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Hear Here Hilda Burkitt

Hilda Burkitt (19 July 1876 – 7 March 1955), our champion for Human Rights. Hilda told the Home Office she was “ready to lay down my life, to bring about the Freedom of my Sex” after already enduring being force fed in prison 291 times between 1909 and 1914. She was the last Suffragette to be force fed.

On Human Rights Day 2023, the last of 16 Days of Activism Against Gender-based violence, it is fitting to remember the suffering and the fortitude of Birmingham women like Hilda Burkitt to (eventually) ‘win’ the vote for Women in the UK.

Burkitt was arrested four times in 1909 alone, the last time in September when she threw a stone at the window of the Prime Minister’s train as it pulled out of Birmingham New street, the site of an impressive mural made up of more than 3,700 images of females from across the West Midlands and beyond in 2021.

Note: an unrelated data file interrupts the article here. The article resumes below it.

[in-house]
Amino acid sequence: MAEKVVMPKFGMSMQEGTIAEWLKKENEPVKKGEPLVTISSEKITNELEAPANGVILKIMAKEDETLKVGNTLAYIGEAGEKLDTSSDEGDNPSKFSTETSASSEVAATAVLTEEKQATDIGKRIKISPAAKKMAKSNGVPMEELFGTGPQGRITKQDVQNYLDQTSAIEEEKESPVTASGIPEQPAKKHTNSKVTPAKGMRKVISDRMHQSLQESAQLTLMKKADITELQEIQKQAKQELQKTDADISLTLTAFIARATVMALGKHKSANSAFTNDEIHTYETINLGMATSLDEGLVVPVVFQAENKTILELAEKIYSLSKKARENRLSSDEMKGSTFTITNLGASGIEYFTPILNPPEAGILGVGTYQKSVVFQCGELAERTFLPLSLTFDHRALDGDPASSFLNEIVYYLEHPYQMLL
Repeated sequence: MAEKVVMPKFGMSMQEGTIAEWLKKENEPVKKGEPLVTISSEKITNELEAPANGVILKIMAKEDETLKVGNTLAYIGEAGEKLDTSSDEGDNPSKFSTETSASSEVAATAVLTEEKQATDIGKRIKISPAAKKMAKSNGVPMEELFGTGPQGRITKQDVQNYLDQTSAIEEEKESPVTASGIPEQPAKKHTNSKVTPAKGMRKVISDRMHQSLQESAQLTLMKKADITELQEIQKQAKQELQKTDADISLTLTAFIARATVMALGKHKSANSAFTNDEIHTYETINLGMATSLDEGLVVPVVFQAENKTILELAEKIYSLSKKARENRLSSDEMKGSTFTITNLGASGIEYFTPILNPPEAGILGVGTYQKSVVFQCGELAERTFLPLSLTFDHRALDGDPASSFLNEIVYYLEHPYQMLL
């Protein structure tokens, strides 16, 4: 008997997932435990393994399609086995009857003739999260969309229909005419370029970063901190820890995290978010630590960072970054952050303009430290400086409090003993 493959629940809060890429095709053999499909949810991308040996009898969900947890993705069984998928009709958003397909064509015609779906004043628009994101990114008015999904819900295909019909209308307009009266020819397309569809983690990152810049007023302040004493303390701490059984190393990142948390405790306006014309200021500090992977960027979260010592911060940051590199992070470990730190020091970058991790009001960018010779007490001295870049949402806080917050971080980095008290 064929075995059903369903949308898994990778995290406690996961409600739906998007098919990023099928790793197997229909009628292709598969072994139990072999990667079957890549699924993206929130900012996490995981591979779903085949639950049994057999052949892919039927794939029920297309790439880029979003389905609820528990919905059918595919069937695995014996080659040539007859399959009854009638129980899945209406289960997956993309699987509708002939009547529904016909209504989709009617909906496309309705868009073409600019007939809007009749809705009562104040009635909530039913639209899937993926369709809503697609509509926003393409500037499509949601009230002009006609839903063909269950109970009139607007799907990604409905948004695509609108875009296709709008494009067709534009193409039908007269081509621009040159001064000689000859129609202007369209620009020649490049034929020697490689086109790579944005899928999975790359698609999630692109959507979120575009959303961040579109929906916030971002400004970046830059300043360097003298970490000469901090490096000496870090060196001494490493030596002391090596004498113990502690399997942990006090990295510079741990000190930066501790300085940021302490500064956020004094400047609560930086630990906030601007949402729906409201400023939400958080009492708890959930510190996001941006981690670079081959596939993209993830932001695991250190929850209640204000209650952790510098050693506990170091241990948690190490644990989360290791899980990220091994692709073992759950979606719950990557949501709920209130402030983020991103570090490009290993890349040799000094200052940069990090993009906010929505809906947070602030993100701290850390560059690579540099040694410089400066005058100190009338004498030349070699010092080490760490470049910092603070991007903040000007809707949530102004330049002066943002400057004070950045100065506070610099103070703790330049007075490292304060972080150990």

Installation Timelapse by Video Vandal

Today marks the seventy-fifth anniversary of the Universal Declaration of Human Rights (UDHR). The UDHR legacy challenges us to go on the offensive.  It demands that we resist the globalised, transnational and localised attacks against rights. But it also tells us this won’t be enough.  It asks of us too that we disrupt the building of world orders (and UK Governments) that reproduce historical privileges and injustices, violate rights and silence defenders.

Hear Here Her Story marked 25th November, the International Day for the Elimination of Violence against Women, by unveiling Ophelia’s ‘Cloak of Power’ representing lives and stories of women at the Library of Birmingham including the inspirational Hilda Burkitt. We have supported 16 Days of Activism against Gender-Based Violence running from 25th November until 10th December, Human Rights Day, and will continue to work in partnership to reflect on our past, challenge present injustices, and protect our rights and our planet for future generations.